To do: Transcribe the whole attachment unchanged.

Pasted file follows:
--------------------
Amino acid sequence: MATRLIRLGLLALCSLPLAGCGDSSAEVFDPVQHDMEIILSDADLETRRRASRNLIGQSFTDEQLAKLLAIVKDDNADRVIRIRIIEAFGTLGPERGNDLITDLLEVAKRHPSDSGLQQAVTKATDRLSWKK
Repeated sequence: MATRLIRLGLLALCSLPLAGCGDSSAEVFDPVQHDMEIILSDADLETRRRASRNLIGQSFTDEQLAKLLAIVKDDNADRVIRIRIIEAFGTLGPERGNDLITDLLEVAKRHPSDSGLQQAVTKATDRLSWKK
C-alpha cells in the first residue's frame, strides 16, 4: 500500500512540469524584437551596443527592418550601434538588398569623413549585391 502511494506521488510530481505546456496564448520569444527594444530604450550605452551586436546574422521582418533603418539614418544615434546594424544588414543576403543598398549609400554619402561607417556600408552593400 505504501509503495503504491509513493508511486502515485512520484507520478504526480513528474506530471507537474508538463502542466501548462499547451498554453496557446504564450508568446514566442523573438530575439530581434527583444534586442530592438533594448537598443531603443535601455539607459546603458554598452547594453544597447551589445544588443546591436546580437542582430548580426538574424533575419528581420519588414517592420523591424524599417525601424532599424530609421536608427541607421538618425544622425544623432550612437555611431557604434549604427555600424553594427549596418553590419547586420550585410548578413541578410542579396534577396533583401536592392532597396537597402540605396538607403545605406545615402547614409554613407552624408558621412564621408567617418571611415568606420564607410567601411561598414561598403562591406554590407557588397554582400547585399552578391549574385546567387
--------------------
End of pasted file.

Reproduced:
Amino acid sequence: MATRLIRLGLLALCSLPLAGCGDSSAEVFDPVQHDMEIILSDADLETRRRASRNLIGQSFTDEQLAKLLAIVKDDNADRVIRIRIIEAFGTLGPERGNDLITDLLEVAKRHPSDSGLQQAVTKATDRLSWKK
Repeated sequence: MATRLIRLGLLALCSLPLAGCGDSSAEVFDPVQHDMEIILSDADLETRRRASRNLIGQSFTDEQLAKLLAIVKDDNADRVIRIRIIEAFGTLGPERGNDLITDLLEVAKRHPSDSGLQQAVTKATDRLSWKK
C-alpha cells in the first residue's frame, strides 16, 4: 500500500512540469524584437551596443527592418550601434538588398569623413549585391 502511494506521488510530481505546456496564448520569444527594444530604450550605452551586436546574422521582418533603418539614418544615434546594424544588414543576403543598398549609400554619402561607417556600408552593400 505504501509503495503504491509513493508511486502515485512520484507520478504526480513528474506530471507537474508538463502542466501548462499547451498554453496557446504564450508568446514566442523573438530575439530581434527583444534586442530592438533594448537598443531603443535601455539607459546603458554598452547594453544597447551589445544588443546591436546580437542582430548580426538574424533575419528581420519588414517592420523591424524599417525601424532599424530609421536608427541607421538618425544622425544623432550612437555611431557604434549604427555600424553594427549596418553590419547586420550585410548578413541578410542579396534577396533583401536592392532597396537597402540605396538607403545605406545615402547614409554613407552624408558621412564621408567617418571611415568606420564607410567601411561598414561598403562591406554590407557588397554582400547585399552578391549574385546567387